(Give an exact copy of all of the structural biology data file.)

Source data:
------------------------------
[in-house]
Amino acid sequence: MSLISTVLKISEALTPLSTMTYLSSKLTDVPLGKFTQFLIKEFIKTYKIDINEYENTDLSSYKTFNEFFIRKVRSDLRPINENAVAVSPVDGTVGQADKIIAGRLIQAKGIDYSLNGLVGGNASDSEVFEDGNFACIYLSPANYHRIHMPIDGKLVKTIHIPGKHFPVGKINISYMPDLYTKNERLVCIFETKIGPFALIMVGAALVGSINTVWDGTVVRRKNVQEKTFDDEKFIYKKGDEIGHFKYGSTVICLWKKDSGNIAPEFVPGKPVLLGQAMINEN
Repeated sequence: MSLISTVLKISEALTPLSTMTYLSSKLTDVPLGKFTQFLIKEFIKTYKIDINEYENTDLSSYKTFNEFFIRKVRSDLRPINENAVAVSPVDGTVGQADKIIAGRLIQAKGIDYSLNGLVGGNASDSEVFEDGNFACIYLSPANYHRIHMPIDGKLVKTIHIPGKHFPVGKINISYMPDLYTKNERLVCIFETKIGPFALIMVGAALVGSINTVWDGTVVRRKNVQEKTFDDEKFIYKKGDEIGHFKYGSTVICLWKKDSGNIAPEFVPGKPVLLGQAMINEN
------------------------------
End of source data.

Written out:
[in-house]
Amino acid sequence: MSLISTVLKISEALTPLSTMTYLSSKLTDVPLGKFTQFLIKEFIKTYKIDINEYENTDLSSYKTFNEFFIRKVRSDLRPINENAVAVSPVDGTVGQADKIIAGRLIQAKGIDYSLNGLVGGNASDSEVFEDGNFACIYLSPANYHRIHMPIDGKLVKTIHIPGKHFPVGKINISYMPDLYTKNERLVCIFETKIGPFALIMVGAALVGSINTVWDGTVVRRKNVQEKTFDDEKFIYKKGDEIGHFKYGSTVICLWKKDSGNIAPEFVPGKPVLLGQAMINEN
Repeated sequence: MSLISTVLKISEALTPLSTMTYLSSKLTDVPLGKFTQFLIKEFIKTYKIDINEYENTDLSSYKTFNEFFIRKVRSDLRPINENAVAVSPVDGTVGQADKIIAGRLIQAKGIDYSLNGLVGGNASDSEVFEDGNFACIYLSPANYHRIHMPIDGKLVKTIHIPGKHFPVGKINISYMPDLYTKNERLVCIFETKIGPFALIMVGAALVGSINTVWDGTVVRRKNVQEKTFDDEKFIYKKGDEIGHFKYGSTVICLWKKDSGNIAPEFVPGKPVLLGQAMINEN